Microsoft Office Tutorials and References
In Depth Information
4.6 Debugging
Precisely because Excel cannot warn us about logical errors, they are the most dangerous, because
we think that everything is correct.
4.6 Debugging
Invariably, you will encounter errors in your code. Design-time and compile-time errors are
relatively easy to deal with because Excel helps us out with error messages and by indicating the
offending code. Logical errors are much more difficult to detect and to fix. This is where
debugging plays a major role. The Excel IDE provides some very powerful ways to find bugs.
Debugging can be quite involved, and we could include a whole chapter on the subject. There are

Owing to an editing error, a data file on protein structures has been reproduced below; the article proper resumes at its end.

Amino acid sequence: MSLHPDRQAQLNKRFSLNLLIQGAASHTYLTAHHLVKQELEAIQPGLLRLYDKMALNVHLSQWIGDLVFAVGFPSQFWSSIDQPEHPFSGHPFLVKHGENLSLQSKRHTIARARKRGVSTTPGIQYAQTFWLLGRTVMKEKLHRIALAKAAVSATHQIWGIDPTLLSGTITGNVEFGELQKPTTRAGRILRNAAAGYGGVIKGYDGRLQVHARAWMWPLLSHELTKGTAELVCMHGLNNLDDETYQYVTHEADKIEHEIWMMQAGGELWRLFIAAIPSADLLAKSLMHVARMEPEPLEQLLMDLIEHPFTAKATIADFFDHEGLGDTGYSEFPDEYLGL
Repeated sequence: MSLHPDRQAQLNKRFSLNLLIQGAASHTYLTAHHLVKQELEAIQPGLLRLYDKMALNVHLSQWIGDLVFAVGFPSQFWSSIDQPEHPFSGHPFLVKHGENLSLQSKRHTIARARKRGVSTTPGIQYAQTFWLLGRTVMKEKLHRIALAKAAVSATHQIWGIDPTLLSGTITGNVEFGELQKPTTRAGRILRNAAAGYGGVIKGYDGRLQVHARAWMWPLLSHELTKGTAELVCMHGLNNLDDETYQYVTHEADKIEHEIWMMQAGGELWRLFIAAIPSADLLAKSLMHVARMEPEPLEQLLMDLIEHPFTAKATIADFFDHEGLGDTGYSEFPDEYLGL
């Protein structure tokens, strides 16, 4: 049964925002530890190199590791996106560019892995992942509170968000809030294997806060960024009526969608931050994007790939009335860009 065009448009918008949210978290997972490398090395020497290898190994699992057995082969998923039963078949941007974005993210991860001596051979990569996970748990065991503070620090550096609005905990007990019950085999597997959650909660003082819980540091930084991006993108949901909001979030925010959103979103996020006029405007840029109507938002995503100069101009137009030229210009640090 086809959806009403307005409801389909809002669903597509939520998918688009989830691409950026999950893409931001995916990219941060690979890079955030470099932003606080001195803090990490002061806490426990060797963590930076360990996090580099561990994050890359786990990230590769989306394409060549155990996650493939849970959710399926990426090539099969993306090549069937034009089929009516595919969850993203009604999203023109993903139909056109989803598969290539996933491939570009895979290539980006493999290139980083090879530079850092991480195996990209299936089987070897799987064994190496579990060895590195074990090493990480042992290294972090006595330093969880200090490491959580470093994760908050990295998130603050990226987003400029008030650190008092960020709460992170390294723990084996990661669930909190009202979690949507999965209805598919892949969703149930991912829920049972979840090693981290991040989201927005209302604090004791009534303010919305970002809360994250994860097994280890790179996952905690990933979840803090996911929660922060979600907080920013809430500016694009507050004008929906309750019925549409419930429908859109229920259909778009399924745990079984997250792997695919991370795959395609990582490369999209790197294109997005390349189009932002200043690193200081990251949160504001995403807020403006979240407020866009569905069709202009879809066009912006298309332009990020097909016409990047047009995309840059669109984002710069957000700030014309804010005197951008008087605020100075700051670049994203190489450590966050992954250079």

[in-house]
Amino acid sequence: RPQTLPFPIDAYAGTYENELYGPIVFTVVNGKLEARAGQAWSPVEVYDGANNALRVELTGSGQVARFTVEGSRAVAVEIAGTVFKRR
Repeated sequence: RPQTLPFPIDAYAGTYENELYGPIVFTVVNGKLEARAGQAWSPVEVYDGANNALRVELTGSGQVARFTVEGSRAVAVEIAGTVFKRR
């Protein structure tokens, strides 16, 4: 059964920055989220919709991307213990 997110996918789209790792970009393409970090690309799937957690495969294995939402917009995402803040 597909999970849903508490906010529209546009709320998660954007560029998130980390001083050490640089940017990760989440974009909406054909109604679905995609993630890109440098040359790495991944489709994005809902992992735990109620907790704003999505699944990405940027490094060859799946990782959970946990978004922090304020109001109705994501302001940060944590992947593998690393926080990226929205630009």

even special software applications designed to assist in complex debugging tasks. However, for
most purposes, a few simple techniques are sufficient. In particular, Excel makes it easy to trace
through our programs, executing one line at a time, watching the effect of each line as it is
executed.
Let us try a very simple example, which you should follow along on your PC. If possible, you
should arrange your screen as in Figure 4-8 . This will make it easier to follow the effects of the
code, since you won't need to switch back and forth between the Excel window and the Excel
VBA window. The code that we will trace is shown in Example 4-1 . Note that lines beginning
with an apostrophe are comments that are ignored by Excel.
Figure 4-8. Top-and-bottom windows for easy debugging
 
 
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